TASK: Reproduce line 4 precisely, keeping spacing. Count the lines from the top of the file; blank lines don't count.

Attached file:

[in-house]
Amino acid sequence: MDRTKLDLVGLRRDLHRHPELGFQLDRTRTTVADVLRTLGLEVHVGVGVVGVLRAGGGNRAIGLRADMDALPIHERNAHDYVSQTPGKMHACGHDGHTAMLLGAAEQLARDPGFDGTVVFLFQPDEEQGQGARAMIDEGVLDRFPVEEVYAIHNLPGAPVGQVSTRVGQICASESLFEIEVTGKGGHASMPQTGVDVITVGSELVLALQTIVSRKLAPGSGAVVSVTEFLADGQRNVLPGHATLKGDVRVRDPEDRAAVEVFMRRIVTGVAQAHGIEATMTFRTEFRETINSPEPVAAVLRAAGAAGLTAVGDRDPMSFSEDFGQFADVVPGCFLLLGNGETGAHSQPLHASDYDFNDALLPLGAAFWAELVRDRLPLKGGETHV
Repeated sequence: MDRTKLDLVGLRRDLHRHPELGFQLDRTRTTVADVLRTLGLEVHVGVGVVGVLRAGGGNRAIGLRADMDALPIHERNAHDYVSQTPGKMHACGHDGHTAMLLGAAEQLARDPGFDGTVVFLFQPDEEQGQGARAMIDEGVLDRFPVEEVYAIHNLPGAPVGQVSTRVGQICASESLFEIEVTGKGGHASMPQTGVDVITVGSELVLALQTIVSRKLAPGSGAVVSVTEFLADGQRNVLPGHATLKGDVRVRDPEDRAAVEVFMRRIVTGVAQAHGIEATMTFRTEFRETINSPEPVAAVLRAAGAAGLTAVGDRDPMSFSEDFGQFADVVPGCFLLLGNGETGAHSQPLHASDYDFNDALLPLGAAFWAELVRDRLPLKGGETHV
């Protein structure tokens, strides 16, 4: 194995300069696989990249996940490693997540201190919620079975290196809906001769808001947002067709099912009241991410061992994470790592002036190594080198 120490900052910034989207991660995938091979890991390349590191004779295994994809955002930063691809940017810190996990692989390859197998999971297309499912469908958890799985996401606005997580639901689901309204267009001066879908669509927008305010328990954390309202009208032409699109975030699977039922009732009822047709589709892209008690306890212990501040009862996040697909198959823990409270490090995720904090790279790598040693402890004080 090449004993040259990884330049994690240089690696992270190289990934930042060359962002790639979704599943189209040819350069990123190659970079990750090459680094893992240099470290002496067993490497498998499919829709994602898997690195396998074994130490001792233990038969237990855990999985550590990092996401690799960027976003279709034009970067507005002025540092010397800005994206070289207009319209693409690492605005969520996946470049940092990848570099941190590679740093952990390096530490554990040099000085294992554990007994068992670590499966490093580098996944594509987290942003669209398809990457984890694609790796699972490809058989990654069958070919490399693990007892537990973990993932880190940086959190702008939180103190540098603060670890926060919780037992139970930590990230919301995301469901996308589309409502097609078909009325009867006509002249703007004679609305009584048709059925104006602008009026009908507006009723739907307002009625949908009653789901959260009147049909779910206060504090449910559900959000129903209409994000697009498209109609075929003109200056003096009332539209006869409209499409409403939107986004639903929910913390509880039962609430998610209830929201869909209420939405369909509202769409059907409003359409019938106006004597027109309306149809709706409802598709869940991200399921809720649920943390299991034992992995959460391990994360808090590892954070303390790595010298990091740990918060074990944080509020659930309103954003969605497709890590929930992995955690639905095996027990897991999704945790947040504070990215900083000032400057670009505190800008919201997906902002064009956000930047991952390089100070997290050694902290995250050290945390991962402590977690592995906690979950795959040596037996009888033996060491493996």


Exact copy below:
């Protein structure tokens, strides 16, 4: 194995300069696989990249996940490693997540201190919620079975290196809906001769808001947002067709099912009241991410061992994470790592002036190594080198 120490900052910034989207991660995938091979890991390349590191004779295994994809955002930063691809940017810190996990692989390859197998999971297309499912469908958890799985996401606005997580639901689901309204267009001066879908669509927008305010328990954390309202009208032409699109975030699977039922009732009822047709589709892209008690306890212990501040009862996040697909198959823990409270490090995720904090790279790598040693402890004080 090449004993040259990884330049994690240089690696992270190289990934930042060359962002790639979704599943189209040819350069990123190659970079990750090459680094893992240099470290002496067993490497498998499919829709994602898997690195396998074994130490001792233990038969237990855990999985550590990092996401690799960027976003279709034009970067507005002025540092010397800005994206070289207009319209693409690492605005969520996946470049940092990848570099941190590679740093952990390096530490554990040099000085294992554990007994068992670590499966490093580098996944594509987290942003669209398809990457984890694609790796699972490809058989990654069958070919490399693990007892537990973990993932880190940086959190702008939180103190540098603060670890926060919780037992139970930590990230919301995301469901996308589309409502097609078909009325009867006509002249703007004679609305009584048709059925104006602008009026009908507006009723739907307002009625949908009653789901959260009147049909779910206060504090449910559900959000129903209409994000697009498209109609075929003109200056003096009332539209006869409209499409409403939107986004639903929910913390509880039962609430998610209830929201869909209420939405369909509202769409059907409003359409019938106006004597027109309306149809709706409802598709869940991200399921809720649920943390299991034992992995959460391990994360808090590892954070303390790595010298990091740990918060074990944080509020659930309103954003969605497709890590929930992995955690639905095996027990897991999704945790947040504070990215900083000032400057670009505190800008919201997906902002064009956000930047991952390089100070997290050694902290995250050290945390991962402590977690592995906690979950795959040596037996009888033996060491493996």